What is type 2 diabetes?

What is type 2 diabetes?

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What is type 2 diabetes?

Diabetes is a disease
that affects millions of people. It occurs when the body is no longer
able to properly use the sugar from the food you eat. Some of the food
you eat is turned into glucose, a special type of sugar that your body
uses for energy. The pancreas is an organ that makes insulin, which
helps sugar get into the cells of your body, where it is burned as fuel.
If you have diabetes, your body makes little or no insulin, or your
body has difficulty using the insulin that it does make. Even for people
on an appropriate diet, this may cause sugar to build up in the blood
above normal levels.

No one knows the
exact cause of type 2 diabetes. It is more likely to occur in those
who are overweight, have high blood pressure, are over 40 years old,
have a family history of diabetes, or are members of certain ethnic
groups. Insulin is sometimes thought of as a key that unlocks your body’s
cells to allow sugar to enter them. However, when your cells are resistant
to the effects of insulin, they don’t recognize insulin as a key.
As a result:5

  • sugar can’t
    enter your body’s cells in the normal way
  • your cells don’t
    have enough fuel for energy
  • your blood sugar
    level rises higher than normal

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How Does Medicine

  • before meals–between
    80 and 120 mg/dL
  • 1 to 2 hours
    after meals–less than 180 mg/dL

Staying in control
of your diabetes is very important. Your doctor will help you determine
your target range for your blood glucose. It is important to call your
doctor when your blood sugar before meals is consistently over 140 mg/dL,
because this can be dangerous.7

Diabetes can cause
serious health problems, often without symptoms. These problems can
develop after many years of having constant or repeated high blood sugar
levels. If your blood sugar is out of control, you have a higher risk
of developing the following:

  • kidney disease
  • eye damage
  • nerve damage
  • impotence
  • problems with
    your legs and feet
  • heart disease
    or stroke

The best thing to
do to prevent these problems is to take good care of yourself and to
keep your blood sugar in your target range.

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Do I Know if My Diabetes Is in Control?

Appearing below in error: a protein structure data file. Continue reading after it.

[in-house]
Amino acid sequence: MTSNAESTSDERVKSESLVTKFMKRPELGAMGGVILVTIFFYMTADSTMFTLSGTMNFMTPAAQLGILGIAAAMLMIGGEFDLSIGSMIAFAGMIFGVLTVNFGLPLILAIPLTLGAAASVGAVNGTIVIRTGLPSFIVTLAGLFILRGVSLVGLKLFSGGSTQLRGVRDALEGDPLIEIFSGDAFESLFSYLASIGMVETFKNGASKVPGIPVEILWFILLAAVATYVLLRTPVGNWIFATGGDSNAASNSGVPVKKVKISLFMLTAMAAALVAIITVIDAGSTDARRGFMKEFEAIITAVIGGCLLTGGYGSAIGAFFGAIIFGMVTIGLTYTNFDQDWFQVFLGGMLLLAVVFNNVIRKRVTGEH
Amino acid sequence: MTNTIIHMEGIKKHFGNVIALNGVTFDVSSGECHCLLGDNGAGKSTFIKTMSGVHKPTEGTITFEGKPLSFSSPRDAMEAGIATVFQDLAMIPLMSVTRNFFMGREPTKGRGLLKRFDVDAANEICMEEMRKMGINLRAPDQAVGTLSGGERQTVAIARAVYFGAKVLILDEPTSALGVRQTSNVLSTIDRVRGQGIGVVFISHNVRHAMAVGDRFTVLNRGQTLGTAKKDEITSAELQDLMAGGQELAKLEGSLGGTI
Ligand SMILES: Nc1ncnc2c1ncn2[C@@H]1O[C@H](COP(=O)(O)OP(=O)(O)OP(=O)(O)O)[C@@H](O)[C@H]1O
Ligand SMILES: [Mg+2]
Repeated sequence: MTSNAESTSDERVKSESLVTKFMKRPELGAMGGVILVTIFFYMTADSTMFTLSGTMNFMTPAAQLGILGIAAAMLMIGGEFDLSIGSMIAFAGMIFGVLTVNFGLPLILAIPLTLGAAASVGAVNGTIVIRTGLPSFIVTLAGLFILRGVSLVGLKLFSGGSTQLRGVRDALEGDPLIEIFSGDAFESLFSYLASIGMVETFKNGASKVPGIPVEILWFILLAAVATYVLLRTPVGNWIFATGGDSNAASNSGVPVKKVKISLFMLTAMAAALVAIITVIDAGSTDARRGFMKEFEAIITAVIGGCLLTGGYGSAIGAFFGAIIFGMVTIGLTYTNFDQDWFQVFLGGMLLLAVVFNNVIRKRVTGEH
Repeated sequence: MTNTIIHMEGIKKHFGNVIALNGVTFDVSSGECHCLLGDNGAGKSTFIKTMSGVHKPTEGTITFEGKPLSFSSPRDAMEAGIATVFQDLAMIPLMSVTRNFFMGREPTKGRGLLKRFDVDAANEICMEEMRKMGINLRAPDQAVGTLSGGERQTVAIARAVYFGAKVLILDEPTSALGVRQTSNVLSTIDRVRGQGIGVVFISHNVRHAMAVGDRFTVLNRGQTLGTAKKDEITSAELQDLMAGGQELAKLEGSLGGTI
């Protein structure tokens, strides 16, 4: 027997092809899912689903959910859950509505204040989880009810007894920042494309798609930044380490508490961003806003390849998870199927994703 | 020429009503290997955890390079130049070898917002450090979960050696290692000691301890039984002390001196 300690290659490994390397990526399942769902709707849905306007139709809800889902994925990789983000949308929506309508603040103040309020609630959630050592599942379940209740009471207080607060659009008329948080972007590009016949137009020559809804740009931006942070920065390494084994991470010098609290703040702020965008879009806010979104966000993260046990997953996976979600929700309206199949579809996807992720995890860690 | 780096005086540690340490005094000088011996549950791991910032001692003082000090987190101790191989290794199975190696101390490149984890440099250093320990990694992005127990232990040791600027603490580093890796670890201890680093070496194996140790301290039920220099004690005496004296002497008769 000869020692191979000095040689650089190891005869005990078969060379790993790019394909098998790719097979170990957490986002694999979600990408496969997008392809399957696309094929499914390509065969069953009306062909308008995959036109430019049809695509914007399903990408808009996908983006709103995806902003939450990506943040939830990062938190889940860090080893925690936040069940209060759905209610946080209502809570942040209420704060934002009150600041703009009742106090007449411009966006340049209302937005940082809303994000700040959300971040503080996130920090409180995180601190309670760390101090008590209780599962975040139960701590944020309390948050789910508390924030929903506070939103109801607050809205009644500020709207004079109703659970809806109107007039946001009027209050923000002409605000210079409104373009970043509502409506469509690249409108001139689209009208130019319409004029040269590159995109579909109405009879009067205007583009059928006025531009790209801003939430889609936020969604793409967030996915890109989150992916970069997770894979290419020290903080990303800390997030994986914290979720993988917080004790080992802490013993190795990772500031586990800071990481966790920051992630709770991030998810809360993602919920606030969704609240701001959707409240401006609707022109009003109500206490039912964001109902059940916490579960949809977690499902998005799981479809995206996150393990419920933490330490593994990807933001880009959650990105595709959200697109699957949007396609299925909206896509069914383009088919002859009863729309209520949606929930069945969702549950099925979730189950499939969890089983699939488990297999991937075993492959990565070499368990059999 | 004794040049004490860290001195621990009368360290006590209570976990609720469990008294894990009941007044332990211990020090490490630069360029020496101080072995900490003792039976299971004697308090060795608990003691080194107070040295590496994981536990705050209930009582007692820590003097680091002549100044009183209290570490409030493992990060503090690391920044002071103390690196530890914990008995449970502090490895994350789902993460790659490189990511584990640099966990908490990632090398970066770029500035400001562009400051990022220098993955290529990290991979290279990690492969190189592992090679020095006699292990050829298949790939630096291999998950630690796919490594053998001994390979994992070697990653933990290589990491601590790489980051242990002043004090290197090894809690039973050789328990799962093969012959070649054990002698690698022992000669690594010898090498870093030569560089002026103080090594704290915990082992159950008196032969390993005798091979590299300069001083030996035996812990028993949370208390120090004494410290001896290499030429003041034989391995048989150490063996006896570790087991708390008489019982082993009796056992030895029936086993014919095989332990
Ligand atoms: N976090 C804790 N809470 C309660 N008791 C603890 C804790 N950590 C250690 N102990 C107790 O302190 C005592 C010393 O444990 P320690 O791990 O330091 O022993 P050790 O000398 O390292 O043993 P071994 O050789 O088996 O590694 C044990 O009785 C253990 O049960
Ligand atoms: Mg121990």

There are two good
ways to know if your diabetes is in control. You should do both. First,
test your blood sugar yourself as often as your doctor suggests. Many
different types of blood glucose meters are available for personal use
that can help you test your blood sugar. You should also keep track
of your results in a diary and take it with you to your office visits
so your doctor can check for any trends.

The second way (and
sometimes a more important way to know if your diabetes is in control)
is to have a glycosylated hemoglobin test, or HbA1c.
This test is done in your doctor’s office about every 3 months.
It shows your “average” control over the previous 2 to 3 months.10
The American Diabetes Association recommends that your HbA1c
be less than 7%.12

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Else Should I Do to Control My Diabetes?

You have the most
important role in your diabetes care. If you take the following actions,
you can make your treatment plan a success:

  • exercise regularly
  • see article “Adding Activity to Your Life Is Easy – Just Walk Out the Door”

  • follow a good
    meal plan
  • take your medicine
    every day
  • test your blood
    sugar regularly
  • get regular
    care from your doctor

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I Always Have to Take Medicine to Control My Diabetes?

Diabetes is a disease
that changes over time. With time, most people with type 2 diabetes
produce less and less insulin. Therefore, your treatment will probably
change over time too. You may need to add another diabetes medication
to the one you are already taking or start taking insulin. Having to
change your therapy doesn’t mean your diabetes is getting worse.
It’s part of finding the best way to treat your particular needs.
You and your healthcare professional just have to find the right combination
for you.

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Controlling your
diabetes may not be easy. It takes time, effort, and courage to learn
about living with diabetes and the changes it can bring to your life.
You may feel a little overwhelmed, but you’ve taken the first step
in learning to take care of yourself. You have everything to gain by
taking control of your diabetes. You can do it! If you have any questions
about your diabetes, be sure to talk with your healthcare professional.

To learn more about
diabetes, visit Eli Lilly and Company’s patient education web site
Managing Your DiabetesSM,
or the American Diabetes Association.

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© 1999, Takeda Pharmaceuticals America, Inc. and Eli Lilly
and Company


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